11. Kapoor, R., A. Gupta, P. Kapoor and P. Venugopalan, 2003. Synthesis and characterization of di-n-butyltin(IV) complexes with 4'/2'-nitrobiphenyl-2-carboxylic acids: X-ray crystal structures of [{(n-C4H9)2Sn(OCOC12H8NO2-4')}2O]2 and (n-C4H9)2Sn{OCOC12H8NO2-4'}2. Applied Organomet. Chem., 17: 600-606.
    CrossRef  |  Direct Link  |  


  12. Lawal, A. and J.A. Obaleye, 2007. Synthesis, characterization and antibacterial activity of aspirin and paracetamol-metal complexes. Biokemistri, 19: 9-15.
    Direct Link  |  


  13. Nath, M., S. Pokharia, G. Eng, X. Song and A. Kumar et al., 2004. New trimethyltin(IV) derivatives of dipeptides: Synthesis, characteristic spectral studies and biological activity. Applied Organomet. Chem., 18: 460-470.
    CrossRef  |  


  14. Nath, M., R. Yadav, G. Eng, T.T. Nguyen and A. Kumar, 1999. Characteristic spectral studies and antimicrobial and anti-inflammatory activities of diorganotin(IV) derivatives of dipeptides. J. Organomet. Chem., 577: 1-8.
    CrossRef  |  


  15. Nath, M., S. Pokharia, G. Eng, X. Song and A. Kumar, 2003. Comparative study of structure-activity relationship of di- and tri-organotin(IV) derivatives of amino acid and peptides. J. Organomet. Chem., 669: 109-123.
    CrossRef  |  


  16. Nath, M., S. Pokharia, G. Eng, X. Song and A. Kumar, 2006. New triorganotin (IV) derivatives of dipeptides as models for metal-protein interactions: Synthesis, structural characterization and biological studies. Spectrochim. Acta Part A: Mol. Biomol. Spectrosc., 63: 66-75.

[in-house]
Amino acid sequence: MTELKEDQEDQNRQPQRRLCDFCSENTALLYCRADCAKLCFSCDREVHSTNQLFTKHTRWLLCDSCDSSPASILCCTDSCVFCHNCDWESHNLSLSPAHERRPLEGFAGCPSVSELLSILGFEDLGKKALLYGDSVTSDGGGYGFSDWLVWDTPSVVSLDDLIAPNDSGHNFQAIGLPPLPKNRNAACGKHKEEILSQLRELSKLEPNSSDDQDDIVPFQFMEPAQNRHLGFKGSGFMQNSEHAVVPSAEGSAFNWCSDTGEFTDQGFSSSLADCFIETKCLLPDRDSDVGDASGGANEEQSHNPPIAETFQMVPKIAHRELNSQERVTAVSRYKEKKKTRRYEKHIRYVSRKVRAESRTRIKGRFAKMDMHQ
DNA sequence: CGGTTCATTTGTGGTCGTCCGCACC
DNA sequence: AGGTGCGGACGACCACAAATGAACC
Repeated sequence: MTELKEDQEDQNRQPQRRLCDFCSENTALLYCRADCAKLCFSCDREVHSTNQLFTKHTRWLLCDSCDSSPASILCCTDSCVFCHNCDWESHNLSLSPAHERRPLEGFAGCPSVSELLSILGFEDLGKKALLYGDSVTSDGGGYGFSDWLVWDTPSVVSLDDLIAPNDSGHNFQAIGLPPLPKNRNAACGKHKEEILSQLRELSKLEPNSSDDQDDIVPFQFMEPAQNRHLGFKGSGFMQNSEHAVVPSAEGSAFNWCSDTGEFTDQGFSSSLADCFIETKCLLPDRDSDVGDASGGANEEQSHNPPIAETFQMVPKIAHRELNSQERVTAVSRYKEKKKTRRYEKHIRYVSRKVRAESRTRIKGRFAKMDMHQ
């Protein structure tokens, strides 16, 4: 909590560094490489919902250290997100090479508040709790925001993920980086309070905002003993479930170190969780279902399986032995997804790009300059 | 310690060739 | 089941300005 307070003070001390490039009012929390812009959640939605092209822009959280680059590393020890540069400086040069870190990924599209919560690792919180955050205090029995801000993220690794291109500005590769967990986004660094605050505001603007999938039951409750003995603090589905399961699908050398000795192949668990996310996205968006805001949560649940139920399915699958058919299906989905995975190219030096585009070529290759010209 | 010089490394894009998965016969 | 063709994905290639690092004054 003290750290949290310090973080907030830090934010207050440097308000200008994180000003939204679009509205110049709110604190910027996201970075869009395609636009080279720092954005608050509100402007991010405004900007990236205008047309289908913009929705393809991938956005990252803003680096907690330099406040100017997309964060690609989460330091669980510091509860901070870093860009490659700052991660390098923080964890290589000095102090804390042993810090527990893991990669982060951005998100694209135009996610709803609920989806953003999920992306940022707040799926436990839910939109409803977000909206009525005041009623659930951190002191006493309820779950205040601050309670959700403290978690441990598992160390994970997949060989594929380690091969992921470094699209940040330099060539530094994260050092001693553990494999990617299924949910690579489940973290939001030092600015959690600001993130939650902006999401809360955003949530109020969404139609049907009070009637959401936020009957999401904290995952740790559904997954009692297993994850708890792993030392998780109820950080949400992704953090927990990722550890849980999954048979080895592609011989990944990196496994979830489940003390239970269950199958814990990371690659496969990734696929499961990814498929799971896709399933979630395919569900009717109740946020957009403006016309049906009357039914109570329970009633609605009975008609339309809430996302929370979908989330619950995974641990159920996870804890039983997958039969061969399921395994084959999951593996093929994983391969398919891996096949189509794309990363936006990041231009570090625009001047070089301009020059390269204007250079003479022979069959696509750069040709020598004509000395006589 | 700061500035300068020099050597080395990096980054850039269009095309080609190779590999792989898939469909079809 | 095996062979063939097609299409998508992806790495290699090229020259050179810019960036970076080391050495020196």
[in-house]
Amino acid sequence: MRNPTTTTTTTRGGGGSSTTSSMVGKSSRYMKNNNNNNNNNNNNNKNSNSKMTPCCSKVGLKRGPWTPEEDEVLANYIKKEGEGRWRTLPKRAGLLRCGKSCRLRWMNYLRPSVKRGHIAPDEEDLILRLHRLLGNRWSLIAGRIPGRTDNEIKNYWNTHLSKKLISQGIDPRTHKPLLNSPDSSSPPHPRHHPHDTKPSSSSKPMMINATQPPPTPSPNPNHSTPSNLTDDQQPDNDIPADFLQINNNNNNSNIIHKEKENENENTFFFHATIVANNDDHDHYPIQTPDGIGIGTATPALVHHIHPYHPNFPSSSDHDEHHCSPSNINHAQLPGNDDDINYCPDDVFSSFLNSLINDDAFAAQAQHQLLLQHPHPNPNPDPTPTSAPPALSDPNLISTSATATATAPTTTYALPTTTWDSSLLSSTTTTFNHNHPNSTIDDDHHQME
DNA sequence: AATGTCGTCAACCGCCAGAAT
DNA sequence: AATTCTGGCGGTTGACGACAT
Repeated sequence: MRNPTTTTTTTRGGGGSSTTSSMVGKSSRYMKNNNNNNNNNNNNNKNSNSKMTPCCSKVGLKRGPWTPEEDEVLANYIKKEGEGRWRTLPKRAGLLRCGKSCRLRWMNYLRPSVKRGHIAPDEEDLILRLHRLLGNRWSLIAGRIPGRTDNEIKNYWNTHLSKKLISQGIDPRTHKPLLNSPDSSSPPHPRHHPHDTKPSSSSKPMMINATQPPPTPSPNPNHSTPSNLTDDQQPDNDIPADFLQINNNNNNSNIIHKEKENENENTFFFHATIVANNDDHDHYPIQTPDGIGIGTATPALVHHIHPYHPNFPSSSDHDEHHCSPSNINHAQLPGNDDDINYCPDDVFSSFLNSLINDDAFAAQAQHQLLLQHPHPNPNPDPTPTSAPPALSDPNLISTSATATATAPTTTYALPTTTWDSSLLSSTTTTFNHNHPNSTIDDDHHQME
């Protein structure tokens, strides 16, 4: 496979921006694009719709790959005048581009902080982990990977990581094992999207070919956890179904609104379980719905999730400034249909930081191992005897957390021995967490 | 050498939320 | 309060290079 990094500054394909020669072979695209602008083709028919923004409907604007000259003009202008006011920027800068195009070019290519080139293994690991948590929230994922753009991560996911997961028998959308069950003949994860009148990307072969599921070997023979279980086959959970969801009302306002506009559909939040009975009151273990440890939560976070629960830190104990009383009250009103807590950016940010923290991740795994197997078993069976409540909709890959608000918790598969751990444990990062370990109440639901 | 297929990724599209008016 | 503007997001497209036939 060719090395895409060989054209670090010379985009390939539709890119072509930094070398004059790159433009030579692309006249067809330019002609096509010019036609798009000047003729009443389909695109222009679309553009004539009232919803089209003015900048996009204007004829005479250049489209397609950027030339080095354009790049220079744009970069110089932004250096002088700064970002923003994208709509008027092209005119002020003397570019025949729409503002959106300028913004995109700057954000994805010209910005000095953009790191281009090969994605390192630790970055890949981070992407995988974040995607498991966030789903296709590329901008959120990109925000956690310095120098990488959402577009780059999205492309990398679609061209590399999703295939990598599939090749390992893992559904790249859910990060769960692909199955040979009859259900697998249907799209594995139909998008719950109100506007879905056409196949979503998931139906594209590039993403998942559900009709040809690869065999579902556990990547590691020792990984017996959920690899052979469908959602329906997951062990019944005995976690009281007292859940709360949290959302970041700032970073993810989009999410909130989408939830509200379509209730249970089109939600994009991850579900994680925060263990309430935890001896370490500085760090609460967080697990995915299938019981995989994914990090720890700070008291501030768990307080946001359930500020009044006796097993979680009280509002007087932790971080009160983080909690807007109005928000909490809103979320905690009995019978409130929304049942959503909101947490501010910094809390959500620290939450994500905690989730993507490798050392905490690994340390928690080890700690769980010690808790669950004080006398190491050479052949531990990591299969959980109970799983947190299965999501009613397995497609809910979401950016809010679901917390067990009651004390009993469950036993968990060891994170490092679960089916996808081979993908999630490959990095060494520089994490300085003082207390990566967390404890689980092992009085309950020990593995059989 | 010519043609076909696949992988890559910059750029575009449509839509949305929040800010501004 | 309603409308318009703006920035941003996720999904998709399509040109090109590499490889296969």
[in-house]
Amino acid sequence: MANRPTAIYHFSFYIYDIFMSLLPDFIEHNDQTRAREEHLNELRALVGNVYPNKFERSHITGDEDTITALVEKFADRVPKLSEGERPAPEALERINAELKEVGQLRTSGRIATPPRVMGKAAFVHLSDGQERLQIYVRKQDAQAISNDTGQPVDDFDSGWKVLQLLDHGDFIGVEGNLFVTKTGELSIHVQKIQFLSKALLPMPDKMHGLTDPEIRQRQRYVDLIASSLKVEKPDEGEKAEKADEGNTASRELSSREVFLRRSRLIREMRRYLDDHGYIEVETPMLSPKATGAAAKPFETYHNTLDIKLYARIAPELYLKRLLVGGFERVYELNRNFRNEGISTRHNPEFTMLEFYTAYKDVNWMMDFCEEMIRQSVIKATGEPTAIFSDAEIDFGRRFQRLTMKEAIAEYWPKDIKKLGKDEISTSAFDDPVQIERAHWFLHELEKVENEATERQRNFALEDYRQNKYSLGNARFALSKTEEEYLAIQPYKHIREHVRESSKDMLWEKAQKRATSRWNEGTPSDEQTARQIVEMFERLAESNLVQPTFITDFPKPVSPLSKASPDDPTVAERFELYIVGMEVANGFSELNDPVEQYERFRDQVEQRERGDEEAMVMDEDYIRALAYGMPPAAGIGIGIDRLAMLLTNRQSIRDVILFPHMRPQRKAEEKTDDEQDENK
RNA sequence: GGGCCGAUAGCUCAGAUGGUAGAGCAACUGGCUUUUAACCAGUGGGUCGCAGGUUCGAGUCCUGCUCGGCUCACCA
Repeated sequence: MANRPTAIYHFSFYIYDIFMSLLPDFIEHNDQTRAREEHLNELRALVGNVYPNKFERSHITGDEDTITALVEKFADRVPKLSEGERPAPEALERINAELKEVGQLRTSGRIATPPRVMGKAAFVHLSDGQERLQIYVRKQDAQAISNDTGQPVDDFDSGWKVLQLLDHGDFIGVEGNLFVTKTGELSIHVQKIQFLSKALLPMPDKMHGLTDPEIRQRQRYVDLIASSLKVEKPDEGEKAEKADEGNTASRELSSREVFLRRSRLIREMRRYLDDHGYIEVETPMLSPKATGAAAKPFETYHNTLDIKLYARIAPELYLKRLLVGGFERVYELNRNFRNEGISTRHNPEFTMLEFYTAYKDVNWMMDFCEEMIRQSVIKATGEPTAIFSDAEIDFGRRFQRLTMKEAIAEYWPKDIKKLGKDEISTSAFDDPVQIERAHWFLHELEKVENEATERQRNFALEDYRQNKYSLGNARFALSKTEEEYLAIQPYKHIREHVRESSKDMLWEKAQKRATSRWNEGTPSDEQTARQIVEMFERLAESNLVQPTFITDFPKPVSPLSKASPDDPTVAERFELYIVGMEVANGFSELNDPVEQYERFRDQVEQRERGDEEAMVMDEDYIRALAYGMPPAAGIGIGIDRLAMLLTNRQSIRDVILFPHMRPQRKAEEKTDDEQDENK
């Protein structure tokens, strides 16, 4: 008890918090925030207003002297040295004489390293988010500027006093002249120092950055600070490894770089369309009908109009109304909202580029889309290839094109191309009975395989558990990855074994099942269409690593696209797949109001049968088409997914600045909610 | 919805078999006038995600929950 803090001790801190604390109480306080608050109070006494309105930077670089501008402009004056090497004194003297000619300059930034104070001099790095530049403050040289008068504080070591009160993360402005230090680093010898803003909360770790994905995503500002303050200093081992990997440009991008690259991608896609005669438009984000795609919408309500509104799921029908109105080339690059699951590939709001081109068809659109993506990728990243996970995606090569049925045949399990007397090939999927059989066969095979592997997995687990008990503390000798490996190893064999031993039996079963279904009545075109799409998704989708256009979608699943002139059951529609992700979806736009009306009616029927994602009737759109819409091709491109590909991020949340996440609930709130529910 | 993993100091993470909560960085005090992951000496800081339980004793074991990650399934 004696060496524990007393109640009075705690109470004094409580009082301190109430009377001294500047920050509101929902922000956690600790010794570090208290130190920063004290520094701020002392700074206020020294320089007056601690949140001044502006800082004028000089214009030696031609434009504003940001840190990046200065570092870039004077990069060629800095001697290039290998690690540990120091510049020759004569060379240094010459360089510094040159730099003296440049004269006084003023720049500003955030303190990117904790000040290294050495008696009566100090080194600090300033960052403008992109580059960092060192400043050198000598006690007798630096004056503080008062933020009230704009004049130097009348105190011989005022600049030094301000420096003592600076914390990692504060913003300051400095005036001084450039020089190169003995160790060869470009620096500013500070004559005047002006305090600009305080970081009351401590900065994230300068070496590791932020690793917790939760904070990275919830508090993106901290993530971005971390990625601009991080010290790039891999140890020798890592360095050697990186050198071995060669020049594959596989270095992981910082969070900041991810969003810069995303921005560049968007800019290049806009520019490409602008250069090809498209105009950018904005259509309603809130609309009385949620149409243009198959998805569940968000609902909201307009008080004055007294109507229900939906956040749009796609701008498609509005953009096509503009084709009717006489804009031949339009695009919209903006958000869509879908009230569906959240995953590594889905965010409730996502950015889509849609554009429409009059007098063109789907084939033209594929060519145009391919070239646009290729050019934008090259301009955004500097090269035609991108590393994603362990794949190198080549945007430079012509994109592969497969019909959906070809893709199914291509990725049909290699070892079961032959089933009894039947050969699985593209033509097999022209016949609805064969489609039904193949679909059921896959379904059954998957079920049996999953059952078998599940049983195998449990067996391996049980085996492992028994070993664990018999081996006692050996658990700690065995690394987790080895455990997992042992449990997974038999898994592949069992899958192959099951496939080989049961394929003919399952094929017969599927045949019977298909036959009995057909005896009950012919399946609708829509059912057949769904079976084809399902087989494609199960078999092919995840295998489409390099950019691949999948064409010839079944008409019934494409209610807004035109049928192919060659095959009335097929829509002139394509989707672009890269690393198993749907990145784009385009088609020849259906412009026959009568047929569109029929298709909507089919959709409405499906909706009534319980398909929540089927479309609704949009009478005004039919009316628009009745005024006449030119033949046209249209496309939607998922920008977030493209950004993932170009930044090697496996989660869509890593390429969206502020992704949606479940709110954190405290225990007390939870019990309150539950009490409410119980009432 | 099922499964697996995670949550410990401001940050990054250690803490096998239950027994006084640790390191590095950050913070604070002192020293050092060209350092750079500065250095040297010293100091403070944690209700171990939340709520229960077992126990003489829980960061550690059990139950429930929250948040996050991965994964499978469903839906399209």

CrossRef  |  


  17. Puri, J.K., H. Kaur and A. Singla, 2008. Synthesis of macrocyclic compounds using tin templates. Main Group Met. Chem., 31: 243-252.
    CrossRef  |  


  18. Puri, J.K., G. Singh and P. Duggal, 2008. Synthesis, characterization and reactivity of a novel six-membered 1-isothiocyanato silatrane. Phosphorus Sulfur Silicon Related Elem., 183: 1853-1861.
    CrossRef  |  


  19. Puri, J.K., R. Singh, V. Kaur, G. Singh and R.P. Sharma, 2009. Synthesis and characterization of penta- and hexa-coordinated silicon compounds with schiff bases containing-NCS functionality. Main Group Met. Chem., 32: 79-84.
    CrossRef  |  


  20. Puri, J.K., R. Singh, V.K. Chahal, R.P. Sharma, J. Wagler and E. Kroke, 2011. New silatranes possessing urea functionality: Synthesis, characterization and their structural aspects. J. Organomet. Chem., 696: 1341-1348.
    CrossRef  |  


  21. Sagdinc, S. and S. Bayari, 2004. Spectroscopic studies on the interaction of ofloxacin with metals. J. Mol. Struct., 691: 107-113.
    CrossRef  |  


  22. Sandhu, G.K. and H. Kaur, 1990. Preparation and characterization of diphenyllead(IV) and triphenyllead(IV) complexes with N-protected amino-acids and the dipeptides. Applied Organomet. Chem., 4: 345-352.
    CrossRef  |  


  23. Stefano, R.D., M. Scopelliti, C. Pellerito, T. Flore and R. Vitturi et al., 2002. Organometallic complexes with biological molecules: XVII. Triorganotin(IV) complexes with amoxicillin and ampicillin. J. Inorg. Biochem., 89: 279-292.
    CrossRef  |  


  24. Sun, R.W.Y., D.L. Ma, E.L.M. Wong and C.M. Che, 2007. Some uses of transition metal complexes as anti-cancer and anti-HIV agents. Dalton Trans., 43: 4884-4892.
    CrossRef  |  Direct Link  |  


  25. Theophanides, T., 1984. Metal ions in biological system. Int. J. Quantum Chem., 26: 933-941.
    CrossRef  |  Direct Link  |  


  26. Ukita, T., Y. Nakamura, A. Kubo, Y. Yamamoto, Y. Takahashi, J. Koetera and T. Ikeo, 1999. 1-arylnaphthalene lignan: A novel scaffold for type 5 phosphodiesterase inhibitor. J. Med. Chem., 42: 1293-1305.
    CrossRef  |  


  27. Nath, M., S. Pokharia, G. Eng, X. Song and A. Kumar, 2004. Diorganotin(IV) derivatives of dipeptides containing at least one essential amino acid residue: Synthesis, characteristic spectral data, cardiovascular and anti-inflammatory activities. Synth. React. Inorg. Met. Org. Chem., 34: 1689-1708.
    CrossRef  |  


©  2022 Science Alert. All Rights Reserved